Holiness is in the ordinary

By Brea Cannon

Connecting Faith and Life

In June 2022, my husband and I moved our family from Indianapolis to Odon, Indiana. We made the move to be closer to family, and to give our three children space to run free and explore outside. We settled on a property on the edge of a woodlot with a pond for fishing and pedal-boat rides, space for a garden, and plenty of yard to run and play with cousins.

I recently walked outside on a cold snowy night. I was awe-struck as I experienced the peace and quiet of that snowy night. The sky glowed, the woods stood still, and the world seemed to echo with silence. I had forgotten just how elegant the snow is in the country. Snow has such beautiful properties – the white of the purity, a blanket to cover the bleak of winter, and the mystery of the stillness and echo as it falls.

It had been years since I experienced the special stillness of falling snow outside of the city – no ice-crunchy road noise and scraping sounds as the neighbors clear driveways. As I took a moment outside to embrace the snowy night, it occurred to me just how extraordinary ordinary snow could be.

During the winter months in Indiana, some amount of snow accumulation is common at least two or three times. What struck me as I stood outside was how something as predictable and ordinary as snow could be peaceful and still, and foster such an extraordinary spiritual experience.

Finding the extraordinary in the ordinary is part of daily life as Christians. Every day, God pursues and seeks hearts. He does use big "mountain-top" experiences, and the highs and lows of life to show His presence and lead us closer to Him. However, it is in the everyday that we find Him pursuing us with an unwavering and unconditional love.

In “Introduction to the Devout Life,” St. Francis de Sales wrote, “It is an error, or rather a heresy, to wish to banish the devout life from the regiment soldier, the mechanics shop, the court of princes, or the home of married people … wherever we may be we can and should aspire to the perfect life.”

It is in the everyday that we can grow and allow God into every aspect of our lives - even the ordinary day-in and day-out. In every circumstance we can unite ourself and grow closer to Jesus. He is the greatest example of one who lived an ordinary life devoted to serving His Father.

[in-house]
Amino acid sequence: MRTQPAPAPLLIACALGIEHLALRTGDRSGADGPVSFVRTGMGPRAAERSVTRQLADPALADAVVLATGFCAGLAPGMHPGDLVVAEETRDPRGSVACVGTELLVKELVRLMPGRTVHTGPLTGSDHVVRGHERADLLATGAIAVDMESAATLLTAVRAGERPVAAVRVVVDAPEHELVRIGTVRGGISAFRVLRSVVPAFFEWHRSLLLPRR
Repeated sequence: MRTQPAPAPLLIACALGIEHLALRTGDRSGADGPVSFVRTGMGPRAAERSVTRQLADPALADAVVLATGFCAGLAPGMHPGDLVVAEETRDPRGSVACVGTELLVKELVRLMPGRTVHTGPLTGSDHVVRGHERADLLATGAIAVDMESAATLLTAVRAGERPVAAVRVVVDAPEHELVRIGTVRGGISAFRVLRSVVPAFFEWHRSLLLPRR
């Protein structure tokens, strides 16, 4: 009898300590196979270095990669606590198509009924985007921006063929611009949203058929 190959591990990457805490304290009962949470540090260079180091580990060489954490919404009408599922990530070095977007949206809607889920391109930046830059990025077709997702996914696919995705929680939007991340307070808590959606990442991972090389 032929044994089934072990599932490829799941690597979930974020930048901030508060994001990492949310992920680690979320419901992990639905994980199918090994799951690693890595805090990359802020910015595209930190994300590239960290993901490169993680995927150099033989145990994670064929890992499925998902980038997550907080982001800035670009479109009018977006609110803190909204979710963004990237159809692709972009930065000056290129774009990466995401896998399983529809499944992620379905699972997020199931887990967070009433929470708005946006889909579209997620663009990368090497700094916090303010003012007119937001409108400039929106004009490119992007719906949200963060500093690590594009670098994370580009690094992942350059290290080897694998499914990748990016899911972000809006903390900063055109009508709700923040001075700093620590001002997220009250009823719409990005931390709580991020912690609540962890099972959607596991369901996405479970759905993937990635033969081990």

My husband and I bought prayer journals for our two daughters, ages four and three. We try to take time to write their prayers in the journals at night. Each page of the journal starts out, “Dear God, Hi it’s me,” and has three prayer prompts, “Today I’m thinking about;” “I want to pray for;” and “I want to say thank you for….

It is our daughters’ prayers that remind me just how special the ordinary things are. Their reflections and prayers such as, “I want to say thank you for the solar system,” or “I am thinking about the snow,” invite God in to show the beauty and awe of His creation and divine will for each of us.

The three prayer journal prompts have helped me see the ordinary and discover how God is using my normal routine to expose His extraordinary power and love for all of His creation. I now stop more frequently to listen and see God; He always shows me something new. Until recently, I did not have a particular affection for snow; but now, I see it in a new light. It is amazing what can be discovered with an attention that is God-centered! When we see and understand God’s extraordinary power and love, a deeper faith can be discovered that will accompany us with great joy on the journey to holiness.

“Understand this well: there is something holy, something divine, hidden in the most ordinary situations, and it is up to each one of you to discover it.” – St. Josemaria Escriva

Brea Cannon is an Evansville diocese native and member of St. Peter Parish in Montgomery with her husband, three children and extended family.